UK Students are Europe's laziest

Alex Coke-Woods 13 October 2007

Students at universities in the UK are the laziest in Europe, according to a new report.

A study of 15,000 students conducted by the Higher Education Policy Institute (HEPI) has shown that the average UK undergraduate can leave university with a 2.1 or a 1st by working for just 25 hours per week.

In other European countries students put in much longer hours for their degrees, with students in France and Germany working for an average of 35 hours each week, the survey found.

Cambridge students may think that they work harder than most, and overall the survey did reflect that Oxbridge undergraduates tended to put in longer hours than students elsewhere in the UK.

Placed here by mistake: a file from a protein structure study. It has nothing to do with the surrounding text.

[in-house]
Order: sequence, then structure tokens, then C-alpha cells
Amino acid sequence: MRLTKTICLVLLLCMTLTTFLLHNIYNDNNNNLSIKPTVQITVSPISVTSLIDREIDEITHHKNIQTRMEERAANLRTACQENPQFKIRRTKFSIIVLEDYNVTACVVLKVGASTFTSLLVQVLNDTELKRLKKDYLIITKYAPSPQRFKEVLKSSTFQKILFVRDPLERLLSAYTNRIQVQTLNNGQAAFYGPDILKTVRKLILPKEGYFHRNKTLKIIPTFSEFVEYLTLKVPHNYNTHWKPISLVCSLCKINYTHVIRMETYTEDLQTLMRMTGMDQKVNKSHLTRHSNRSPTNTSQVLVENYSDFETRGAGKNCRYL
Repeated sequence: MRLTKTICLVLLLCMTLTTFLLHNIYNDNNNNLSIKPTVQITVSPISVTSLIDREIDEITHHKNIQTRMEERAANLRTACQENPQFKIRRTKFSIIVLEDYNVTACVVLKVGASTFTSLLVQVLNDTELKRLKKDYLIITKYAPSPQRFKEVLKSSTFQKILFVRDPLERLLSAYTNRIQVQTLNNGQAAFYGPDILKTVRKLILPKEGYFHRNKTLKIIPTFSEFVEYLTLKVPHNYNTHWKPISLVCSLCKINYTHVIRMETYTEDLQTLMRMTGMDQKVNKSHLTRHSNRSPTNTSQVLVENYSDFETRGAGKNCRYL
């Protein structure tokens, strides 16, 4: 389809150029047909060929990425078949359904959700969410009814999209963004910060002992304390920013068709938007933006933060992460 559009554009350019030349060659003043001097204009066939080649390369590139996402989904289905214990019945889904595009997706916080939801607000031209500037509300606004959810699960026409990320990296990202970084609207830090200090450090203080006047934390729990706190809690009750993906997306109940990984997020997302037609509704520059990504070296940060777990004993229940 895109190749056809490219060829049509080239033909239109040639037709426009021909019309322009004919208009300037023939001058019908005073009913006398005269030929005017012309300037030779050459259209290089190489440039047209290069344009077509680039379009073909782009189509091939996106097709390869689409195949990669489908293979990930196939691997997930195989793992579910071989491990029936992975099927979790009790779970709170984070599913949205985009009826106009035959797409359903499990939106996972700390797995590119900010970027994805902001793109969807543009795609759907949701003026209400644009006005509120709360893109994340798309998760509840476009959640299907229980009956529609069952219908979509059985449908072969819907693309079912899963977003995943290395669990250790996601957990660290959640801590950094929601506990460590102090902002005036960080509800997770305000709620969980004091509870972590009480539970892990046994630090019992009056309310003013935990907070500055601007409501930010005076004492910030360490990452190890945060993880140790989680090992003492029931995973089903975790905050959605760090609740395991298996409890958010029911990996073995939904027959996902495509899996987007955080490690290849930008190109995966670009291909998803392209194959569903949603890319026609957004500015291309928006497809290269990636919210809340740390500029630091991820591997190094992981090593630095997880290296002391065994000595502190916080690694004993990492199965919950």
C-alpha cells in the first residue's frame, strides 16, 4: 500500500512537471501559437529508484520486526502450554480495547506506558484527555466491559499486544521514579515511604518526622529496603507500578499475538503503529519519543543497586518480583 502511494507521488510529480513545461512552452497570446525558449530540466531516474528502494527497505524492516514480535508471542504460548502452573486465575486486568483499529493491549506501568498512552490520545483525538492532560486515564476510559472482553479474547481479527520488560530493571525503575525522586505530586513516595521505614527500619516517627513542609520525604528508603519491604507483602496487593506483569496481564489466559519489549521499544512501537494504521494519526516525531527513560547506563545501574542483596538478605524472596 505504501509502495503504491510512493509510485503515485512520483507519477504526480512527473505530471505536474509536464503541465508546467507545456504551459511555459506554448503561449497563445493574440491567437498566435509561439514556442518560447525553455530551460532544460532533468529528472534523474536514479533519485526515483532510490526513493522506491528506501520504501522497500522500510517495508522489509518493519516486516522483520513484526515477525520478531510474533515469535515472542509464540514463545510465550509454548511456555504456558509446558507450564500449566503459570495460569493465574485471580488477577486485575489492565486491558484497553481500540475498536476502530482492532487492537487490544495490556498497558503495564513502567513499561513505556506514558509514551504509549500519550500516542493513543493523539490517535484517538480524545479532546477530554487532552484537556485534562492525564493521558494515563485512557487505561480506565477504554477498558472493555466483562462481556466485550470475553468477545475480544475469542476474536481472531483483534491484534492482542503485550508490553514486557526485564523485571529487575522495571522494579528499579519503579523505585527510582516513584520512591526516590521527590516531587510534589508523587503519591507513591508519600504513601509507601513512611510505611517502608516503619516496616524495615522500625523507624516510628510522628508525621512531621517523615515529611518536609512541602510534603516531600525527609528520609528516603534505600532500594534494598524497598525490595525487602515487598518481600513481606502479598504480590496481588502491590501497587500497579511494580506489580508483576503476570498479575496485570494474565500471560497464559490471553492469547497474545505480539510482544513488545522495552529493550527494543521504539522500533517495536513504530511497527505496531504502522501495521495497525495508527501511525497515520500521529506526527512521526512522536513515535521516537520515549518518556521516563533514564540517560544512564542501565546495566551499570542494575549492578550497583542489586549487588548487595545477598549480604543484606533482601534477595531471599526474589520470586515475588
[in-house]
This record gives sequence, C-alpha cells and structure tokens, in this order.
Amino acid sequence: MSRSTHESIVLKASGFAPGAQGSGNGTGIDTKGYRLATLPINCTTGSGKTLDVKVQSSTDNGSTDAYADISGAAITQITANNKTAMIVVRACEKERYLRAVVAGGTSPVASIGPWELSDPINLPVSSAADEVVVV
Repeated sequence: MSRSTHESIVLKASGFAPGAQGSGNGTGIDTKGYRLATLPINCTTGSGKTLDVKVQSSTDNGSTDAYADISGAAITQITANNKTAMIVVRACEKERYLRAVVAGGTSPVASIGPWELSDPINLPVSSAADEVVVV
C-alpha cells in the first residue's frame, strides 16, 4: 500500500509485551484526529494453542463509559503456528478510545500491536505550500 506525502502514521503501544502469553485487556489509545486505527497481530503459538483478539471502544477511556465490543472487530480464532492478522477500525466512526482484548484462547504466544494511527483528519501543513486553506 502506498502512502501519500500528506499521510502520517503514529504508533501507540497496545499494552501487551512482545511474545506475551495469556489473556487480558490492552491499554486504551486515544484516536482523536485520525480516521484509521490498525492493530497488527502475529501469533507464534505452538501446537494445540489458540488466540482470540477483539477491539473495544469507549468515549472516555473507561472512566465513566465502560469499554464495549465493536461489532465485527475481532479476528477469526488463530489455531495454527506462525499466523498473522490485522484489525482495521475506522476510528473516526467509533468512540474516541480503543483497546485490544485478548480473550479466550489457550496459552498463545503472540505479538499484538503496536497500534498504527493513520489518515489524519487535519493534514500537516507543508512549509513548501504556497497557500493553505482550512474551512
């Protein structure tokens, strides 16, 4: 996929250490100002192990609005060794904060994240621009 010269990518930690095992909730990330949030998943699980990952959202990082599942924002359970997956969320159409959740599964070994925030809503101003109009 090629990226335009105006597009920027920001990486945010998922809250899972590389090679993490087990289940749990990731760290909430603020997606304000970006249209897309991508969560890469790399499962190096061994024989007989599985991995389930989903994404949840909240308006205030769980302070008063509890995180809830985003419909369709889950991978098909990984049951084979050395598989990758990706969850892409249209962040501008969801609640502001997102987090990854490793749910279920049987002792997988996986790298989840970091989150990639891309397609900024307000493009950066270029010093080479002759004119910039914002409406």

However, the study also suggested that shorter terms at Oxford and Cambridge could mean that students’ sense of their overall workload was distorted.

“It is remarkable how consistently Oxford and Cambridge appear to require more effort of their students than other universities,” the report said. “On the other hand, they have fewer weeks in the academic year than other universities, so the extent to which this is so may be exaggerated.”

The report found historians and linguists to be among the laziest students, with average weeks of 22 and 23 hours respectively. Medics were the hardest workers, putting in an average of 36 hours a week – equivalent to a full time job.

But in the report’s survey of the number of hours UK students spend studying, Cambridge came out on top in almost every subject category. The university gained top marks in subjects such as Law, Engineering and History. Cambridge also came third in the competitive field of medicine.

Alex Coke-Woods